WASHINGTON ―The Senate’s draft annual defense bill would add Kosovo to the list of eastern European countries eligible for U.S. military training amid heightened tensions in the Balkans.

The fiscal 2024 National Defense Authorization Act, which the Senate is slated to begin debating this week, allows Kosovo to engage in U.S.-led military exercises to increase interoperability with NATO forces. Doing so would allow Kosovo to receive reimbursements for training via multilateral military exercises with NATO and NATO Partnership for Peace members, a list of countries that includes its rival Serbia.

As a NATO Partnership for Peace member, Serbia regularly hosts the Platinum Wolf military exercises with the U.S. and its NATO allies and intends to do so again this year amid its acrimony with Kosovo.

“The committee commends Department of Defense efforts to support the Republic of Kosovo as it works to develop and enhance its national security forces, particularly efforts to enhance professionalization, increase interoperability and bolster Kosovo’s ability to respond to external and hybrid threats,” a committee report accompanying the bill stated.

The report also notes that the Senate Armed Services Committee “supports expanding cybersecurity cooperation” with the Kosovar armed forces, directing Defense Secretary Lloyd Austin to brief Congress on efforts to do so by the end of the year.

“The committee believes that the Department of Defense should identify areas to further existing cybersecurity cooperation and also new opportunities to strengthen the bilateral partnership,” states the report.

The Senate Armed Services Committee advanced the bill 24-1 in June.

The effort to deepen U.S.-Kosovar military ties comes as the Biden administration and numerous lawmakers seek to temper Pristina’s deteriorating relations with Serbia amid increasing tensions between Albanian and Serb communities within Kosovo.

The House Foreign Affairs Committee held a hearing on the issue on July 18, though lawmakers have differed somewhat on how much pressure to apply to Kosovo, versus Serbia, in the dispute.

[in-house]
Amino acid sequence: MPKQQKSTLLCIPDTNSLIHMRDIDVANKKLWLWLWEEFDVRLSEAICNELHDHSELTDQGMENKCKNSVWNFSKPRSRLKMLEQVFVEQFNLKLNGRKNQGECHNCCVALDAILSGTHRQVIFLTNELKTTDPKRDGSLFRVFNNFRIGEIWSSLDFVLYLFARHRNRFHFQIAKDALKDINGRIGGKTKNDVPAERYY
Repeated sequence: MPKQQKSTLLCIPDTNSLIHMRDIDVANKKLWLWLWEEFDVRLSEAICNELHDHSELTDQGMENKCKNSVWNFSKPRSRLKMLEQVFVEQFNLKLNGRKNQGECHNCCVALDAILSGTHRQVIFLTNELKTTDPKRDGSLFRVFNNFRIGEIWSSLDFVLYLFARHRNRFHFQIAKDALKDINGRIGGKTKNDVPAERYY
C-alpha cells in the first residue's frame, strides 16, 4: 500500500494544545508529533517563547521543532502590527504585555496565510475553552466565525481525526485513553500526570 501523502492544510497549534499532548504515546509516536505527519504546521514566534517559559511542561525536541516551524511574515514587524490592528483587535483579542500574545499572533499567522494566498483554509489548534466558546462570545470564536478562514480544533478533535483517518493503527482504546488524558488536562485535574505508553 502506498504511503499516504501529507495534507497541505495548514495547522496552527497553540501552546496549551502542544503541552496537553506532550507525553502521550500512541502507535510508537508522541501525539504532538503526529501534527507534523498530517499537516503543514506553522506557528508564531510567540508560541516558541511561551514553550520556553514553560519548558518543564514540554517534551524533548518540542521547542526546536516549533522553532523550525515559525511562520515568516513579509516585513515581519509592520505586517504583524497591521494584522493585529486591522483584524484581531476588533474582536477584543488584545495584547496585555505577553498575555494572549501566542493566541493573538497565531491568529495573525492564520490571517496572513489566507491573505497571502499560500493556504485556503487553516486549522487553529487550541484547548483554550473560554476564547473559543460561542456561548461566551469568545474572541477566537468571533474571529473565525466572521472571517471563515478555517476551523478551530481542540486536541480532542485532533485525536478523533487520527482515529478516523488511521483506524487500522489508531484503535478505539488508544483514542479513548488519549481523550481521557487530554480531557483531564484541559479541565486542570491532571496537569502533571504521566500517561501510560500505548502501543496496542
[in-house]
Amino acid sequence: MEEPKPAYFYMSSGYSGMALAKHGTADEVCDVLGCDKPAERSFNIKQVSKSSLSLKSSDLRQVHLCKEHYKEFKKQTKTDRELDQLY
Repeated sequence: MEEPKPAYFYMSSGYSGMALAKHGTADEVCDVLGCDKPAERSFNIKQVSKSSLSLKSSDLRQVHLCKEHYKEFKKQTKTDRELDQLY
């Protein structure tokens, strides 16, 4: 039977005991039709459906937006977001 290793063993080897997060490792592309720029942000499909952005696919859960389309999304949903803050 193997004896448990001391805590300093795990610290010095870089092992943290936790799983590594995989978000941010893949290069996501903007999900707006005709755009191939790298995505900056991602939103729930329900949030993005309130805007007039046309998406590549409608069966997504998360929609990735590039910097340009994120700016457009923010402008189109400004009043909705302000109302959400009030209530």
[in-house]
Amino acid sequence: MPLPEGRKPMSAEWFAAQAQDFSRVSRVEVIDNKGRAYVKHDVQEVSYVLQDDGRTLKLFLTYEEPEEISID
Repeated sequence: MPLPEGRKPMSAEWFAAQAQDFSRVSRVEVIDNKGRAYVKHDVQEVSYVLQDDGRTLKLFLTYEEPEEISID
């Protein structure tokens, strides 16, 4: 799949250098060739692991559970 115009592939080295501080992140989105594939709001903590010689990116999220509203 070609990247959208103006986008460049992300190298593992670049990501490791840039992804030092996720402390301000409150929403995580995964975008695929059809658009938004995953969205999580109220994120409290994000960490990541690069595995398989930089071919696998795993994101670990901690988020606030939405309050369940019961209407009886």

“The government of Kosovo must engage on the implementation of an association of Serb-majority municipalities as it committed to do 10 years ago,” Europe subcommittee Chairman Thomas Kean, R-N.J., said at the hearing. “However, the U.S. must ensure [the association] protects the right of Kosovo Serbs without undermining Kosovo’s authority over its sovereign territory.”

Violence erupted in northern Kosovo’s Serb-majority municipalities after Pristina installed Albanian mayors, who had won elections following a Serb boycott. Serbian President Aleksandar Vucic had sharply criticized the elections and supported the boycott.

The U.S. and European Union have called on Kosovo to hold fresh elections in the municipalities, and Deputy Secretary of State for Eurasian Affairs Gabriel Escobar said in June that failure to do so could affect Pristina’s aspirations to join NATO and the EU.

“Our singular request was that Kosovo not try to install the mayors by force where there were protests occurring,” Escobar told the Foreign Affairs Committee on Tuesday. “In the meantime, we have been very tough on Serbia.”

Escobar noted that the U.S. has “gotten pledges” from Serbia not to oppose the new elections “and there are consequences for Serbia should they oppose this.”

Bryant Harris is the Congress reporter for Defense News. He has covered U.S. foreign policy, national security, international affairs and politics in Washington since 2014. He has also written for Foreign Policy, Al-Monitor, Al Jazeera English and IPS News.

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